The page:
Dr Solomon: I would say the message is that HIV has become a chronic disease today, almost like diabetes or hypertension. People think if you’re HIV-positive, that’s it – now you sit in the corner of the room. But that’s not the case anymore. With the correct treatment, you can still continue to work, to live, to get married, to have children – if you want to. And in India, culturally, it is so important to get married and have children.

Ann: I would say it’s also about Dr. Solomon. She’s a pioneer in her field, and she’s a remarkable person who has lived an unconventional life. I’ve learnt a lot by watching her work, especially in the face of stigma not only to her patients, but also potentially to herself. This documentary also explores what Dr. Solomon touched upon – in India, where the expectation is that you get married, how do you handle that when you’re living with HIV? How do you satisfy these cultural expectations as well as your own hopes of finding a partner and companionship if you have this issue that you can’t even talk about? For many HIV-positive people here, if somebody finds out about their status, they could lose their jobs, they could get kicked out of their communities, their homes, their families… This was something that, for both myself and my film partner Priya, was really compelling to explore and bring to light.


MP: You both alluded to the documentary also being a modern love story.

Ann: Yeah, I think so…

Dr Solomon: Yes… but in reverse. Although marriages are made in heaven, we make them happen at our center – sometimes, we arrange the marriage first and then the couple falls in love. We have a boy and girl who were recently married at the center. They are so in love – she can’t wait for her husband to come back from work each evening. During their courtship, they would both sms each other every night, reminding the other to take their respective pills. And now that they are married, they take their pills together in the evening.[2]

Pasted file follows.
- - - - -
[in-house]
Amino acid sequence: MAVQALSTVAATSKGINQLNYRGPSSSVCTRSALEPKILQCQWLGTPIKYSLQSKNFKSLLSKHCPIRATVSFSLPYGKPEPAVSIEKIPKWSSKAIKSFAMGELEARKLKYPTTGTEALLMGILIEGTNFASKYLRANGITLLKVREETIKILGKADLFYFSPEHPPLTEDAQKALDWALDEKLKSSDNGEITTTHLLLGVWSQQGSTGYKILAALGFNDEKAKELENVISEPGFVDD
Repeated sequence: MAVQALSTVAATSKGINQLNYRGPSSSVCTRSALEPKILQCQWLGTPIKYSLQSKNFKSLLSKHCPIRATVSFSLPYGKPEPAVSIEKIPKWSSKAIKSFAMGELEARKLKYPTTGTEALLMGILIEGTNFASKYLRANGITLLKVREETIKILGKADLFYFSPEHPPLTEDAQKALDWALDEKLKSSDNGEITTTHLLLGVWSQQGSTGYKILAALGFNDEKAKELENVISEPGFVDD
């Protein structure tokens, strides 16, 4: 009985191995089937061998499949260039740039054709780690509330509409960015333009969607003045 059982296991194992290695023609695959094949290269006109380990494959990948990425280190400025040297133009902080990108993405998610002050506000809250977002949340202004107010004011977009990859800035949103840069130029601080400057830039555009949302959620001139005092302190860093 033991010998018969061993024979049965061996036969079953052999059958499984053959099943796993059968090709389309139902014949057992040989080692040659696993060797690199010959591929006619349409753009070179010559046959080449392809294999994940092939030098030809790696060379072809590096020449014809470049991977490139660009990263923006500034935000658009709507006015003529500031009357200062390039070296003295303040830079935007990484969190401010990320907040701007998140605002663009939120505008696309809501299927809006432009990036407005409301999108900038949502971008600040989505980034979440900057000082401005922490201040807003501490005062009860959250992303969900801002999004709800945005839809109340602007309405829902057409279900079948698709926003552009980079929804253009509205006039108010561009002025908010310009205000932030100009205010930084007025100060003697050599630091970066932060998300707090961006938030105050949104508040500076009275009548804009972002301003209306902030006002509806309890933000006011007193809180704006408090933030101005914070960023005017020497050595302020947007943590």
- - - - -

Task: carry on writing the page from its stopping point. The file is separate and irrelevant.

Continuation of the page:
MP: And how did they get infected?

Dr. Solomon: The boy had a blood transfusion. And the girl got it from her first husband, which was an arranged marriage.

MP: That’s exactly what you try to prevent by doing this matchmaking.

Dr. Solomon: Exactly.

MP: Ann, you and Priya have been on this journey for the past three years, traveling between continents, relying on grants as well as your own personal funds… Why does this documentary matter to you so much?

Ann: Well…

Dr Solomon: Because she’s not married (whispers). That’s why she’s so interested. Once you get married, you settle down in life, you don’t think of all this.

Ann: (Laughing) Well… At the end of the day it’s really about getting these unknown stories told. While MATCH+ is about the lives of a handful of HIV-positive individuals searching for companionship in a particular social context, the themes are universal. And, ultimately, very human. I think there is much to be learned from them. Besides, who doesn’t like a love story?

Match+: A Story About Love In The Time Of HIV is currently in final production. In order to protect the identity and wishes of the people participating in the documentary, names have been changed and faces obscured at the request of participants. You can read more about the film here (scroll to the bottom and click on the tab titled “Match+”).

[1] Dr. Solomon’s HIV+ patients are given an antiretroviral (ARV) regime as a way of managing their disease, an approach that she and other HIV/AIDS specialists have been following and advocating for many years. The approach, which is known as TLC+, stands for Testing, Linkage to Care, plus Treatment. The strategy includes voluntary counseling and HIV testing with a direct link to care and treatment (taking antiretroviral medications) for those who test HIV+.

[2] Dr. Solomon is referring to the antiretroviral (ARV) regime her clinic prescribes to HIV+ patients as a way of managing their disease.

[Content that is linked from other sources is for informational purposes and should not construe a Mapping Pathways position.]